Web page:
3. An increase in the amount of homework, tests and quizzes.  At a developmental/progressive school, students are given more project-oriented work that requires research, collaboration, planning and writing. In a traditional school, especially in middle school, there is homework in every class and several tests and/or quizzes each week. Tests and quizzes were less frequent at our developmental/progressive school and the homework was much lighter. The first time my son heard the term “pop test” was this year. My daughter had to adjust to a heavy volume of tests and homework, a big jump from the previous year.



Here’s what has been the LEAST challenging for my kids:


1. Organizational skills. My kids benefitted tremendously from their developmental/progressive school’s big, bold projects, which required extensive planning, organization and attention to a timeline/schedule. Staying organized, knowing what comes next and turning in assignments on time has been seamless for both my kids.


2. Working in groups. At the core of a developmental/progressive school is the belief that the sharing of ideas and working with each other is essential to learning.  Collaborating with other kids, sharing and expressing thoughts, listening to others’ opinions respectfully are concepts my kids understand. There is a lot less group work at a traditional school, but my kids have leadership skills that have been recognized—and called upon—by their peers.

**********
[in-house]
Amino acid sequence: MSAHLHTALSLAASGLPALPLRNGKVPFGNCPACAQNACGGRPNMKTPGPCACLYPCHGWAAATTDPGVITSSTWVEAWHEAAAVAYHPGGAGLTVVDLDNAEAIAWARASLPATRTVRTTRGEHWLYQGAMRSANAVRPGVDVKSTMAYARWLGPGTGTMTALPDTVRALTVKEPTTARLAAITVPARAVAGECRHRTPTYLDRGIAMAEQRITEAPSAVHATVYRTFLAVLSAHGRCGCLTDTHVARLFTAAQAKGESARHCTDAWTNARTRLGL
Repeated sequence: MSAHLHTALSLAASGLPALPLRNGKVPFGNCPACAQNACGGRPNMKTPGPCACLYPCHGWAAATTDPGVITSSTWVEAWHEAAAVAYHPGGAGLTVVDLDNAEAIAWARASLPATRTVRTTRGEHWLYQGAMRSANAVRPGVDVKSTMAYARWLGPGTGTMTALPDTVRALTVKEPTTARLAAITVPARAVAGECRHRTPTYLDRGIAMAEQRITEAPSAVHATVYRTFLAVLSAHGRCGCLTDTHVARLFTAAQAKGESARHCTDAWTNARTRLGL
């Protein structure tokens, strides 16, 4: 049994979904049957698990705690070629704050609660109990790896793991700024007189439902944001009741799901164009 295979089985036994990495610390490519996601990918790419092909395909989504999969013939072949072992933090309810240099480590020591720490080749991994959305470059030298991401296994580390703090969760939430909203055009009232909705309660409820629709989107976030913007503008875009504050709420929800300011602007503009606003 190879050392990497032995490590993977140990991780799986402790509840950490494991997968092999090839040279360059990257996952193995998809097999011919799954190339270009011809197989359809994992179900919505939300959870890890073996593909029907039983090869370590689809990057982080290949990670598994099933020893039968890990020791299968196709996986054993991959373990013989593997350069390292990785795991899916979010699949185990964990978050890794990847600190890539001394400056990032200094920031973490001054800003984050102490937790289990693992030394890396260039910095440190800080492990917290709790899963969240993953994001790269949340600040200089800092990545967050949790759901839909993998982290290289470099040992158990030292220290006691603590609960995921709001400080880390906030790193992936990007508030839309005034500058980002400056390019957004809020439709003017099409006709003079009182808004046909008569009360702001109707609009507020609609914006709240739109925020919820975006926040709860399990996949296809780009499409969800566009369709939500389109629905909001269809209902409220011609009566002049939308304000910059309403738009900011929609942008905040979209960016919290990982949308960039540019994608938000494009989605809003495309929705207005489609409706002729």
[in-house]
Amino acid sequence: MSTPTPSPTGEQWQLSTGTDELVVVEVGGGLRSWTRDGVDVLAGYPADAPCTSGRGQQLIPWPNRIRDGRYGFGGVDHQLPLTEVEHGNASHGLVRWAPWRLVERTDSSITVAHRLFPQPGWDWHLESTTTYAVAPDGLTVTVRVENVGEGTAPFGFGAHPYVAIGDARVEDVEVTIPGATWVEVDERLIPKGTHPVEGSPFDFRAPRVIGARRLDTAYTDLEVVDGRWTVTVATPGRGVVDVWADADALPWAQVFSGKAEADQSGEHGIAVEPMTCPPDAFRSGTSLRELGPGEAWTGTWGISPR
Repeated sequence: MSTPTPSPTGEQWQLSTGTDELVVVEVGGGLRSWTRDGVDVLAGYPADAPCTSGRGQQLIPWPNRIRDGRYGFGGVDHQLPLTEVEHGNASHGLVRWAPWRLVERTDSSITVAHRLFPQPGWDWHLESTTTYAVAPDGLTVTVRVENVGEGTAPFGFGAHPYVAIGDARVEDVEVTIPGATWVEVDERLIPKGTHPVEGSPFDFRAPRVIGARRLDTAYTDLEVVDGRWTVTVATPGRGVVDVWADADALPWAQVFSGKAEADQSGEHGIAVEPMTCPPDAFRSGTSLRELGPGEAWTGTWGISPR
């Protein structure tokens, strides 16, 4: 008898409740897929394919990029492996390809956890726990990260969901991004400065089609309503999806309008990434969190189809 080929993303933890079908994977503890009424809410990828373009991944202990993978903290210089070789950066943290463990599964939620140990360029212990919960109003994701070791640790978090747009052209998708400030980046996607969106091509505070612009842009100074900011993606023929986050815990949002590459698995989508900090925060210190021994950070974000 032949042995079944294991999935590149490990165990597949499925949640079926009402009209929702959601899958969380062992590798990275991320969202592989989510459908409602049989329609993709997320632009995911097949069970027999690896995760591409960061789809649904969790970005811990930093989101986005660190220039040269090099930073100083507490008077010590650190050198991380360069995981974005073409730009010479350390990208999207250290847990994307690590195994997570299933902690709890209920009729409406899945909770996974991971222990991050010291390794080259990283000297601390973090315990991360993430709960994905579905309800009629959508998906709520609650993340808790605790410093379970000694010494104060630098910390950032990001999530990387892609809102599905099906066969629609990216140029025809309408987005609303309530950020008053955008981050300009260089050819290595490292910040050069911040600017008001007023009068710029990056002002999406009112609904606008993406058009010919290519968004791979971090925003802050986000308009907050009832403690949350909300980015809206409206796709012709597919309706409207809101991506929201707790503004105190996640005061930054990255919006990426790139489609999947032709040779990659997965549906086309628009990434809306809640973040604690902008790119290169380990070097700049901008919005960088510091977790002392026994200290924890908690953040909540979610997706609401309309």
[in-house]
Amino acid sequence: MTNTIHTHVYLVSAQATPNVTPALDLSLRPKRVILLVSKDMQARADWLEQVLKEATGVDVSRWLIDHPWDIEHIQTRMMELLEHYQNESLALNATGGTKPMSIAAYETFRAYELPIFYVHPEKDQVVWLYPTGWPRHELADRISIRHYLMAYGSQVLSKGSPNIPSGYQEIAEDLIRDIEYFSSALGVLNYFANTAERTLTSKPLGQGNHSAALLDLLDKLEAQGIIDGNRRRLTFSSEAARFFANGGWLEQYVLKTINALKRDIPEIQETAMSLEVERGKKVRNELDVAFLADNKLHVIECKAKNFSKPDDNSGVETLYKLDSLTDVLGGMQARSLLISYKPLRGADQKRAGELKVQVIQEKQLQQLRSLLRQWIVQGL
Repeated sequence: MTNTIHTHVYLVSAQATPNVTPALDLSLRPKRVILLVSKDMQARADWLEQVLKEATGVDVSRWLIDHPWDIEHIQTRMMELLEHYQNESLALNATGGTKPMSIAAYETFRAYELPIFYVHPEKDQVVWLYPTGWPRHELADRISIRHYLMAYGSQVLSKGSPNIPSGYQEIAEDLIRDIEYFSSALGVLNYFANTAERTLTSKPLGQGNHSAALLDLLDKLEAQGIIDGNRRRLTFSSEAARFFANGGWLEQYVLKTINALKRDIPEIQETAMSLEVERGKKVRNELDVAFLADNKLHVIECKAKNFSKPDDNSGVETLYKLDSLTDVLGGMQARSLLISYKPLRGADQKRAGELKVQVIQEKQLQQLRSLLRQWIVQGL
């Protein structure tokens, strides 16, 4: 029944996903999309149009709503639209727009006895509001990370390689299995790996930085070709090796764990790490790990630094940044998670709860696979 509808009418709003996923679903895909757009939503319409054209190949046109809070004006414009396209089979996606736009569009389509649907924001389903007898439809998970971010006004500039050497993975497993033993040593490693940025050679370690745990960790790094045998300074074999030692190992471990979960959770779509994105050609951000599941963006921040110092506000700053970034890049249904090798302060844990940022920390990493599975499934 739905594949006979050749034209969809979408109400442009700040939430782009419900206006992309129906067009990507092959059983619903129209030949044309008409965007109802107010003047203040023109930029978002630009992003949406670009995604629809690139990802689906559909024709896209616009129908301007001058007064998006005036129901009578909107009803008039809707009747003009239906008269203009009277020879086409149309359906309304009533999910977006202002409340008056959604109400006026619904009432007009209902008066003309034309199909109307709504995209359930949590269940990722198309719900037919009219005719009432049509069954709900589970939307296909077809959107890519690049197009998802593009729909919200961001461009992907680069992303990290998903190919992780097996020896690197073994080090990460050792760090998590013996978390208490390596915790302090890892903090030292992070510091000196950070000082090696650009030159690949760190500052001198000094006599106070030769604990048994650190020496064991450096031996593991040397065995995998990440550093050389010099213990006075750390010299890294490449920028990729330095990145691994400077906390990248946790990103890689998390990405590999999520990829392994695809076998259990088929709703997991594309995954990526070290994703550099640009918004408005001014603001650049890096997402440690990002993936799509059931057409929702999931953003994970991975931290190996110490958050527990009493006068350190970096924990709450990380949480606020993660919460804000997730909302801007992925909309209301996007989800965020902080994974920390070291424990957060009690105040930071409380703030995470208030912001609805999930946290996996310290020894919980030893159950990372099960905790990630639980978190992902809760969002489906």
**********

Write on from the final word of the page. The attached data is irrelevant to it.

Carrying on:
3. Critical thinking. My kids both developed excellent critical thinking skills at their former school. The ability to ask thoughtful questions both in class–and after class– is also something they learned because it was encouraged. Asking questions and questioning the teacher (appropriately…think debate style) are essential skills progressive schools can teach kids.


Ultimately, your kid’s personality and other factors, along with your own preferences, will help determine the type of school that’s right for him/her. For my kids, a progressive elementary school worked well, but as the kids got older we knew we wanted a more traditional secondary school, one that aligned more closely with their interests and goals. I’m grateful my kids will have the benefit of both progressive and traditional private schools.


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Parent-Teacher Conferences: When To Speak and When To Shut Up

Listen and learn

During the past school year, my husband and I attended our son’s 3rd grade parent/teacher conference and our daughter’s 5th grade conference at The Willows School. The second of three conferences, this was a time for teachers to show parents the kids’ work, comment on their progress and answer any questions. At our school, only the first and third conferences are accompanied by a detailed written report.


I can’t tell you how tempting it can be to go into these meetings with your own agenda. Of course, that list of things you want to discuss may have little or nothing to do with the actual classroom work. That’s when, I’ve learned, it’s best to shut up and listen.